SINGAPORE (The Straits Times/Asia News Network): When Dr Kanwaljit Soin found that Singapore did not have an organisation focusing on improving the social and legal status of women, she started the Association of Women for Action and Research.
It became the leading women's rights and gender equality group in Singapore and carries on its good work today promoting equitable laws and policies, and educating the public on gender equality.
Dr Soin is among the women featured in a new exhibition which was launched at the National Museum of Singapore on Monday (Jan 17). It is the final instalment in a three-part series The Lives of Women by the Singapore Women's Hall of Fame - an initiative by the Singapore Council of Women's Organisations (SCWO).
Other women showcased include Singapore Malay dance pioneer Som Said, pioneering illustrator Kwan Shan Mei and Singapore's first female marathon gold medallist Kandasamy Jayamani.
The latest exhibition paints a picture of what life might look like for women in Singapore in 2050 in the areas of education, work, population, leadership and public life, said Junie Foo, president of the SCWO.
It touches on issues such as the caregiving burden that many women have to shoulder, and the challenges they face at the workplace, she added. These were raised during the year-long Conversations on Singapore Women's Development, an initiative by the Government to review issues concerning women.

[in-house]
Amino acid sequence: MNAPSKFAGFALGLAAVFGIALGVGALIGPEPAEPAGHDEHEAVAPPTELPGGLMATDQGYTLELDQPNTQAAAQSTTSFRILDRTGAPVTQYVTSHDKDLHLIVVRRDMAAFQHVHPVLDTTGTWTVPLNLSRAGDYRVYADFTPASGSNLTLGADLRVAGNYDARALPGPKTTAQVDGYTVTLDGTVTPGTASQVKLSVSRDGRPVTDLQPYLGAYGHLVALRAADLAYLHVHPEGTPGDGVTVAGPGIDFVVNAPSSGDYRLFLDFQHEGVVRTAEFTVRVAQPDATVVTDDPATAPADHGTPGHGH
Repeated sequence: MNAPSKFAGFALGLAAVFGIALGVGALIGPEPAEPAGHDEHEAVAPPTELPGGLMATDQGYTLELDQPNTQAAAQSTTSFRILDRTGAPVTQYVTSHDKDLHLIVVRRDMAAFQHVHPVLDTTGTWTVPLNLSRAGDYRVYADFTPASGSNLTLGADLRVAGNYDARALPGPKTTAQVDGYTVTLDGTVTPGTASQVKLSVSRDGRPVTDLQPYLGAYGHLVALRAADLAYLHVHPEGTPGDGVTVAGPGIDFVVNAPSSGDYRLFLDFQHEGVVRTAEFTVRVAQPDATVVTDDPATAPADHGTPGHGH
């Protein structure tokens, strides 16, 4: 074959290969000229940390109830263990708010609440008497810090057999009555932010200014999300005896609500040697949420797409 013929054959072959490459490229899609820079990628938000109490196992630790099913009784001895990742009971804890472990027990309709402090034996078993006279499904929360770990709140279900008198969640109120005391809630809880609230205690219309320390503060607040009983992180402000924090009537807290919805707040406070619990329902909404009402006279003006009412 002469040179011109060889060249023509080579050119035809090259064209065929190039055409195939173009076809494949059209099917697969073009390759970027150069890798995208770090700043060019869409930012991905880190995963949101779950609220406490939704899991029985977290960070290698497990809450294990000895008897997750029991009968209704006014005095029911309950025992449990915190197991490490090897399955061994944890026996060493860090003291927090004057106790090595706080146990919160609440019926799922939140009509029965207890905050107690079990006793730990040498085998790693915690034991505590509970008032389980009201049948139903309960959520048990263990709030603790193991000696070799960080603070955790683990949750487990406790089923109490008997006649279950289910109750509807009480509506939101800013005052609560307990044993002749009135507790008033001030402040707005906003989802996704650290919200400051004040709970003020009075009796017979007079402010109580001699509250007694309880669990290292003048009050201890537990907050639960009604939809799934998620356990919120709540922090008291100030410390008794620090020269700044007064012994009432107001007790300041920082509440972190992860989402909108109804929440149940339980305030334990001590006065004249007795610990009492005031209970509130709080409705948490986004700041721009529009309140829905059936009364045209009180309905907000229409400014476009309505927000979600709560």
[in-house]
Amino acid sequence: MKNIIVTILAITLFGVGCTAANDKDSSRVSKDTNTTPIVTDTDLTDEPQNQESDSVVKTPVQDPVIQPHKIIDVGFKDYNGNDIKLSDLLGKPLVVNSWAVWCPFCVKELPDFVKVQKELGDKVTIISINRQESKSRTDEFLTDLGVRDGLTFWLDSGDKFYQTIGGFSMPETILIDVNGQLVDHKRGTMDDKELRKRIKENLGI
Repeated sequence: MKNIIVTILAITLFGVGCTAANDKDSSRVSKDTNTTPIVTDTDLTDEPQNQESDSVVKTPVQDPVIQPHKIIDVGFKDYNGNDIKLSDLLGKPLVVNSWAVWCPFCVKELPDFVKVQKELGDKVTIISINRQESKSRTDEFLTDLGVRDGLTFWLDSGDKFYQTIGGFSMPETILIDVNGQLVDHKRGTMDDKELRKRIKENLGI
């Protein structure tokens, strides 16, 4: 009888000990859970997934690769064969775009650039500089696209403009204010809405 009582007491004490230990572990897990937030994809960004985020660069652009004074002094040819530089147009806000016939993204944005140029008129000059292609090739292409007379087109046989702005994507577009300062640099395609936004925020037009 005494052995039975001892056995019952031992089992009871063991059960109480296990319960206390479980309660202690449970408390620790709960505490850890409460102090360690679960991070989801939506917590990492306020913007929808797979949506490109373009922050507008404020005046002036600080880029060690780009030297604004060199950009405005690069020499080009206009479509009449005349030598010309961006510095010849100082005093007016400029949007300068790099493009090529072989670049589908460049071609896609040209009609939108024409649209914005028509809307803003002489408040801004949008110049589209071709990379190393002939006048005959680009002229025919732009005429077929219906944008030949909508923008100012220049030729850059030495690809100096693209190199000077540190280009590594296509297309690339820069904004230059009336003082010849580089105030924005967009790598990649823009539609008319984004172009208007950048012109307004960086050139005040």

The opening of the exhibition was attended by some of the inductees and Senior Minister of State for Foreign Affairs and National Development Sim Ann.
Speaking at the event, Sim said the Government has implemented measures such as revising sentencing framework for sexual and hurt offences, as well as revising the Singapore Exchange listing rules to require companies to disclose their board's diversity policy, including that on gender.
It also has plans to elevate the Tripartite Alliance for Fair and Progressive Employment Practices, which will help level the playing field for women in the workplace, she said.
A White Paper with proposals to tackle issues concerning women will be presented in Parliament in the next few months, Sim added.
It includes feedback from close to 6,000 participants in 160 conversations during the Conversations on Singapore Women's Development, she said.
"I urge all women to help shape and bring to life (the) possibilities (for them), and to take inspiration from many of our successful women from the Singapore Women's Hall of Fame present today," said Sim.
"We all have the potential to be pioneers and pathfinders, and inspire others as these women have inspired us."